Greetings, noble citizens of Wakanda and all True Believers –
I don’t know what you did with your weekend but I was brimming with excitement for Marvel’s newest blockbuster and couldn’t miss the opening of Black Panther. The anticipation has been steadily building over the last few months (and the last two years, to be honest, since the character’s introduction in Captain America: Civil War). As this weekend approached that buzz crackled with life, with theaters across the country selling out to long lines full of smiles and exciting fashion, taking a lead from the ebullient Hollywood premiere.
And the movie was good, really good. Vibrant characters and imagery, well-timed humor, action, heart, and a direction style all its own. The central conflict between T’Challa and Killmonger, the familiar ‘what does it mean to be a hero?’ conflict, is both organically woven and smartly, uniquely relevant. As resident comic nerd and lead MCU writer here at #JPLMagazine, I knew it would be difficult to contain my desire to detail my trip to Wakanda. Instead, though, I’ll be using this space to point you toward reviews and other insightful pieces about the movie from African-American journalists.
***SPOILER WARNING Here cometh the SPOILER WARNING***
Reading on assumes that you are prepared to hear details about Black Panther and other Marvel Cinematic Universe films (#ItsAllConnected). You have been warned and informed. Carry on.
***SPOILER WARNING SPOILER WARNING***
Black Panther: Cast of Heroes
There are various layers and aspects to enjoy about Black Panther, not the least of which is the brilliance of the members of its nearly all-black cast. The women of the film in particular have garnered worthy fan attention, standing not as secondary figures to Wakanda’s men but as strong, fierce, and genius figures in their own right. Danai Gurira as Okoye leading the Dora Milaje let us know in early previews these women were a force not to be trifled with. But it is the understated strength of Lupita Nyong’o as Nakia and the scene-stealing performance of Letitia Wright as Shuri that leave indelible marks. The brilliance of Winston Duke, Daniel Kaluuya, and of course Chadwick Boseman are all noted here by Reggie Ugwu for the New York Times.
Black Panther: Costume Design
The film owes much of its memorable visual palette to its vibrant and fantastic costume design, created by Ruth Carter (Malcolm X, Amistad, Selma). Writing here for The Atlantic, Tanisha C. Ford, author and associate professor of Africana Studies at Delaware University, explores Carter’s design in detail, its historical and modern African fashion inspirations, and whether “Afrofuturism” is a full enough term to capture Carter’s work.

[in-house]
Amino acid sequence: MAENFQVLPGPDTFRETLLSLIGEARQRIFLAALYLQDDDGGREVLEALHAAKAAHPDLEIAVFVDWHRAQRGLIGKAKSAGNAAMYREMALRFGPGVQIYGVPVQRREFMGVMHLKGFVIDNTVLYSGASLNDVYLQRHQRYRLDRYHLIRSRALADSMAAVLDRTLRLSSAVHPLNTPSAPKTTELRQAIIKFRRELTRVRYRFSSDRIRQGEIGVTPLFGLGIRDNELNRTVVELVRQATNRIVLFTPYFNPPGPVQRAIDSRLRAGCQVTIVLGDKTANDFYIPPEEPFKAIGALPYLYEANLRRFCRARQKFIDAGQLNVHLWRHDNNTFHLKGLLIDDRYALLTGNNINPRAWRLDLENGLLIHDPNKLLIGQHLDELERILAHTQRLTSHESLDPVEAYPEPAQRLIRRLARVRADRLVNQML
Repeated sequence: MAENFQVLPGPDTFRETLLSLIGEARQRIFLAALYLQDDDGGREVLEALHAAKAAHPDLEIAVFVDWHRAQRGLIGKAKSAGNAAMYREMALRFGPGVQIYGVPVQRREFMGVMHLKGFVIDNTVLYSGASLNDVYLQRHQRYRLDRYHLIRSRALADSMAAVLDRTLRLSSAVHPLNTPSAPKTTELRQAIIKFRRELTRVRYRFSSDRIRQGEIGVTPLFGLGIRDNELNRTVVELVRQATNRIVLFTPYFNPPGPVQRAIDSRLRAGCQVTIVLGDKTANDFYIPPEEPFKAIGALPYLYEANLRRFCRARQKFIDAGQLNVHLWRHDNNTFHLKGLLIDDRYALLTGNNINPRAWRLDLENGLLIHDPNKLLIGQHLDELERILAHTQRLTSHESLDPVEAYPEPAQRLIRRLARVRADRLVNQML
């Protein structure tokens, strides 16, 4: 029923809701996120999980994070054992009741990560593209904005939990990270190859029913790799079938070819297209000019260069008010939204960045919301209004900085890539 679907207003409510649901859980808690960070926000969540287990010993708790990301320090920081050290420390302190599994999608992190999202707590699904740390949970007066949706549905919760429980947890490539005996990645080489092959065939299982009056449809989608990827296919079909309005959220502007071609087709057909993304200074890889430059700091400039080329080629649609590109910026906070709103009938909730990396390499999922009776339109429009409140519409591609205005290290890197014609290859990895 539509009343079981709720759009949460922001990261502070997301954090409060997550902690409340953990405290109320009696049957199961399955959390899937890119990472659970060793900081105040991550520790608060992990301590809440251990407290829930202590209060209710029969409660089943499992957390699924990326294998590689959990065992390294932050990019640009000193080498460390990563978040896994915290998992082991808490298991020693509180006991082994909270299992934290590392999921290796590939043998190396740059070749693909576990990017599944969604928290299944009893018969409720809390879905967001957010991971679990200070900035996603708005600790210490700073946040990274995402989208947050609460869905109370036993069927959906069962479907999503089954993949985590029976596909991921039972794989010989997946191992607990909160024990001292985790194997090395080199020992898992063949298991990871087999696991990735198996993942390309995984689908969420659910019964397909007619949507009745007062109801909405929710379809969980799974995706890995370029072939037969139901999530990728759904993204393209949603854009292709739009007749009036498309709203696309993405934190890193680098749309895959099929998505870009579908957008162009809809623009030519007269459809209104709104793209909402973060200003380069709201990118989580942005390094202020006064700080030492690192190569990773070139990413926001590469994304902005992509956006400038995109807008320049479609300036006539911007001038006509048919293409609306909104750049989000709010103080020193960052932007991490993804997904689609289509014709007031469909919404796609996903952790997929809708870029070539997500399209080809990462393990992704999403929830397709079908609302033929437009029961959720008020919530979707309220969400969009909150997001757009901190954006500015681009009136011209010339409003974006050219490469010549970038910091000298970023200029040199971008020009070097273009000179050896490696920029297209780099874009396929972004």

Black Panther: Do Believe the Hype
It would be hard to dispute that one of the most noticeable aspects to 2018’s first superhero movie is the large, palpable buzz surrounding its release. There may be those who can’t understand the significance (“What about Wesley Snipes in Blade?” they ask) but it’s impossible for anyone to deny the enthusiastic statement made at the box office to the tune of $242M over the 4-day weekend.
In the February TIME Magazine cover story, Jamil Smith takes us through the facets of the film’s cultural impact: the portrayal of strong, heroic characters in which black folks, and kids specifically, can see themselves reflected, the themes of black identity presented outside familiar tropes and in an international context, and the importance of a record-setting blockbuster “this splendidly black” towards altering the workings of an industry largely uninvested in telling the stories of, for, and by black people.
“I know people [in the entertainment industry] are going to see this and aspire to it,” Boseman says. “But this is also having people inside spaces—gatekeeper positions, people who can open doors and take that idea. How can this be done? How can we be represented in a way that is aspirational?”
Black Panther: Born a Leader
As the Marvel Cinematic Universe moves forward into Phase 4 with/after Avengers: Infinity War, Wakanda and Black Panther are poised to take on an ethical and technological leadership role. The success of the films that thus far comprise the MCU depends on good, believable but bold storytelling. The best few in the franchise – the first Iron Man, all three Captain America‘s but especially The First Avenger, both Guardians of the Galaxy volumes – do so with a style unique to their character(s), bringing to life the particular beauty of their source material in fuller but organic ways. Black Panther succeeds in both.
For opening weekend sales, Black Panther ranks as the second-highest grossing, behind only The Avengers, among the 18 MCU movies. In February.
And to its ability to capture an audience, to build an excitement through connection on a cultural level that cannot be faked or manufactured through marketing, there are no challengers.